Young viewers prefer TV subtitles, research suggests

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Woman watching TV with subtitlesImage source, Evelien DOosje/Alamy Stock Photo

Young people are almost four times more likely than older viewers to watch TV shows with subtitles, despite having fewer hearing problems, according to research by a captioning charity.

Four out of five viewers aged 18-25 said they use subtitles all or part of the time, Stagetext's figures said.

Less than a quarter of those aged between 56 and 75 said they do so.

But people in that age bracket were almost twice as likely to say they are deaf or hard of hearing.

Originally intended to help those with hearing problems, subtitles have become an essential aid for following a show for many people - especially if other distractions and devices are competing for their attention.

Many have also got used to watching videos with subtitles on social media, while the success of programmes like South Korea's Squid Game shows they are no longer seen as an extra effort.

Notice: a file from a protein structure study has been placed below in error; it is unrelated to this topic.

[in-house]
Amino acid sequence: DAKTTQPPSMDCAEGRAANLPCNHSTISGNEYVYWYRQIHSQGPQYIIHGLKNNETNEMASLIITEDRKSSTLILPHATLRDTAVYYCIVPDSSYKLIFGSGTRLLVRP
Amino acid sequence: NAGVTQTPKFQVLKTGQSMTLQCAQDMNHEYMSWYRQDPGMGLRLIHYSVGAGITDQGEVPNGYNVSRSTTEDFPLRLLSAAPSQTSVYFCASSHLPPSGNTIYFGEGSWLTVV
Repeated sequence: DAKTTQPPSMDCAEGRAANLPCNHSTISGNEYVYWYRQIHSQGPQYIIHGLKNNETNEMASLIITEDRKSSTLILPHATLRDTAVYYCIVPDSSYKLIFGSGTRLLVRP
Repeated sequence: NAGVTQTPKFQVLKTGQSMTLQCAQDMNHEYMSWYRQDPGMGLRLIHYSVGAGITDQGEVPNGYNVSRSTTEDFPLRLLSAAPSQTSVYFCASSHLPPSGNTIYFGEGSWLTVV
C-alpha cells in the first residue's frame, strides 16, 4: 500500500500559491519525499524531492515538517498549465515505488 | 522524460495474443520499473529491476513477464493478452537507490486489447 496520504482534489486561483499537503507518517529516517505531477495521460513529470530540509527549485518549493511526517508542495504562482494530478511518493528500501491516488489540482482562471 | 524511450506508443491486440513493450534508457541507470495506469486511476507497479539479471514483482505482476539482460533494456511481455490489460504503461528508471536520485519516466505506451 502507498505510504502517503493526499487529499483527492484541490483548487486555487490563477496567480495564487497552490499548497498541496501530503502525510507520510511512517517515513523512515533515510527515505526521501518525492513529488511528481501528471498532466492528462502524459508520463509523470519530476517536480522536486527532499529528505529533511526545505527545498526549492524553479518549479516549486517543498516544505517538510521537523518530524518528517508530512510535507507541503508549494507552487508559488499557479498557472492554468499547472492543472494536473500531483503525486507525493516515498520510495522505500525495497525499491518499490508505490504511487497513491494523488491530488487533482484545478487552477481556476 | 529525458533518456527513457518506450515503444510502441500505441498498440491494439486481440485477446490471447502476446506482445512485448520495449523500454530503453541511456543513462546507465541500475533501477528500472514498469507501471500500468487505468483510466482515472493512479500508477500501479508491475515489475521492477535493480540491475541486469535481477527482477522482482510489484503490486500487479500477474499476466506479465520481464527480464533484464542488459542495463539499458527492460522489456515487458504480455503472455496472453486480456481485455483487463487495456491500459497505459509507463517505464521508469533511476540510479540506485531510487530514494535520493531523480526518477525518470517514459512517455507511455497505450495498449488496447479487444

'More accepted'

"I think there's far more acceptance of subtitles by young people because it's the norm, whereas with an older age group, it isn't necessarily the norm," said Stagetext's chief executive Melanie Sharpe.

Older people often feel like subtitles require an "extra concentration level" when watching foreign-language productions, she said.

"Whereas I think young people can take in far more information quickly because they're used to it."

Source: Stagetext/Sapio Research

Stagetext provides captions for live and online events like theatre performances and talks.

The charity's research suggested an average of 31% of people would go to more live events and shows if more had captions on a screen in the venue. Among 18-25s, that figure was 45%, compared with 16% among over-56s.

Asked about events that moved online during lockdown, younger people were more likely to say captions helped them understand what was going on, whereas more older people said they were distracting.

The charity is calling for venues to continue to provide online performances with subtitles, and for more live shows to use captions.

"When Stagetext started, it was very much about putting the text on the side of the stage so somebody could read it at the same as a person hearing it," Ms Sharpe said.

Now, young directors and designers are increasingly creating plays with captions build into the sets as "an integral part of the artistic vision of a piece" she said. "And they're making it the norm."